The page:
plugin Hybrids are allowed to start with a full charge (as if overnight), and they can use a rapid and/or a few hours on a destination charger before the return leg.

The manufacture can supply the driver, who will probably have a specially trained feather light right foot.

And because of the variations to do with traffic and weather, the car has to do it 7 times, once on each day of the week, but they can spread it over a 30 day period, so that a day can be repeated if there is pile up or some other unfavorable event happen on a test day. But then ignore the results for the highest and lowest days, and then average the other 5 days to give the result.

And what would be tested is ... mpg and the various emissions that actually came out.
Perhaps it might need to be repeated with some horrible big "strap on" equipment dangling on the back of the vehicle with a pipe up the exhaust to do emissions, and again without for the MPG?


I guess the official figures for my Outlander would drop from over 140mpg to around 50 or 60mpg, but I have no idea about co2 or nox.
We would see more sensible figures for the big stuff with silly little batteries, like the Mercedes S500hybrid, BMW x5h and the Volvo xc90 t8.
I can see car manufactures might become more interested in giving the option for bigger batteries in their hybrids.
 

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Lol doesn't it give you a warm fuzzy feeling inside knowing you are doing your bit. He then realises I'm breathing in all that dirtier air!!!!! Can I sue the car companies for failing to meet the requirements and their fore damaging my health at a higher level than permitted?
Good luck on that one :D.
 

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Emissions testing shouldn't be a 1-off event.
All cars should measure emissions all the time - as if it's just part of the trip computer.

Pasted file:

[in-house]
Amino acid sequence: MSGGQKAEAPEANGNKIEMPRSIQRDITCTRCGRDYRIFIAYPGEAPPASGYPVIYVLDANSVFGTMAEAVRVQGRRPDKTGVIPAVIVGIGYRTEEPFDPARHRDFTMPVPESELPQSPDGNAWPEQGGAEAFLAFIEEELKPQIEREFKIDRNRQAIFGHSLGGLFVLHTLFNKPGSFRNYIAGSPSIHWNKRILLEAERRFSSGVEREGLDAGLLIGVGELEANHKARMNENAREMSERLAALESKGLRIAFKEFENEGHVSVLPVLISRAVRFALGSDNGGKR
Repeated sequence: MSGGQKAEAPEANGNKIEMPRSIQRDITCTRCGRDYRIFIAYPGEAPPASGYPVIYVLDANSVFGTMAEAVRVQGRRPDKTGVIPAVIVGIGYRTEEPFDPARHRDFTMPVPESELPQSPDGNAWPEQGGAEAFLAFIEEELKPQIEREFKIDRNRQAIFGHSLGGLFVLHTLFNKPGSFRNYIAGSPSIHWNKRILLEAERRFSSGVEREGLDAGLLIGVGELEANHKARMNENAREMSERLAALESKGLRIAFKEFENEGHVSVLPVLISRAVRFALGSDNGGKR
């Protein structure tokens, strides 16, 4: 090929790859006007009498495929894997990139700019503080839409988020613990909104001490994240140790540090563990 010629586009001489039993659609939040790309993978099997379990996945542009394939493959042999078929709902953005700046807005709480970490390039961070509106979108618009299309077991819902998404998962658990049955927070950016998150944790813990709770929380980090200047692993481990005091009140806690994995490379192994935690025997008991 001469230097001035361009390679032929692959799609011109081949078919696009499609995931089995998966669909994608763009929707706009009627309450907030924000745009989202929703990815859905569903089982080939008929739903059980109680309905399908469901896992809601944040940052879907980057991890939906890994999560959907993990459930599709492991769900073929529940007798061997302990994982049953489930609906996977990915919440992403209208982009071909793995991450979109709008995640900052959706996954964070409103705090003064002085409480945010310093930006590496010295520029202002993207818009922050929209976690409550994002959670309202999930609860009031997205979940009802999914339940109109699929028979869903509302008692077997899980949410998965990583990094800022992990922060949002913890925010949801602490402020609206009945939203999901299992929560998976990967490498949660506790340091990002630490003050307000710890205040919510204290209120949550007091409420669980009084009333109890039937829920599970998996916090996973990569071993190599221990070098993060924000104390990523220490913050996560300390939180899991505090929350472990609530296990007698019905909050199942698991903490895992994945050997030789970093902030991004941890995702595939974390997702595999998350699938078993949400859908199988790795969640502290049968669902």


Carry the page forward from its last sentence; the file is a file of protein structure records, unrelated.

So to get an emissions number for a particular model, you just drive a few of them and average the results.
When you do a test drive or car review you check your result against the advertised result.

You define tolerance, e.g. 20%
And if at any point during the car's life, emissions exceed that tolerance,
The trip computer records this fact and the car fails its next MOT.

Brands consistently failing to meet this criteria will go out of business.
If they can't build a car that can comply with this regulation
They'd better just build a car that emits nothing.
 

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I get that the tests need to be "repeatable" for different makes and models, but how about if the test was more "real world", and not some little lap around the block, or a rolling road for the equivalent of 10 miles.
Alternative , and repeatable , idea:- The vehicle is delivered to an approved test facility operated by the Licencing authority, somewhere like the Road Reseach Lab, empty of fuel, and/or with low charge in motive battery.
The Indpendent staff of the Test Facility then fuel it according to manufacturers drivers manual with measured amount of fuel, not less than 10 litres. It is then put through series of simple tests on rolling road, 1. cold start and immediate acceleration to 40 mph for 20 seconds, followed by 20 seconds static followed by immediate acceleration to 50 mph, the 1 minute static. repeat 5 times. , then 2. unplug rolling road test equipment, take onto motorway standard test track and drive at 90 kph until vehicle runs out of both battery and fuel. Produce results.
Just a rough idea, needs agreement on what is cold start,what air temps and humidity are used and what barometric pressures are in test zone.and what fuels the test centre should provide. But I suggest something along these lines would be fair both the Manufacturers and more importantly the buyer, and pedestrian.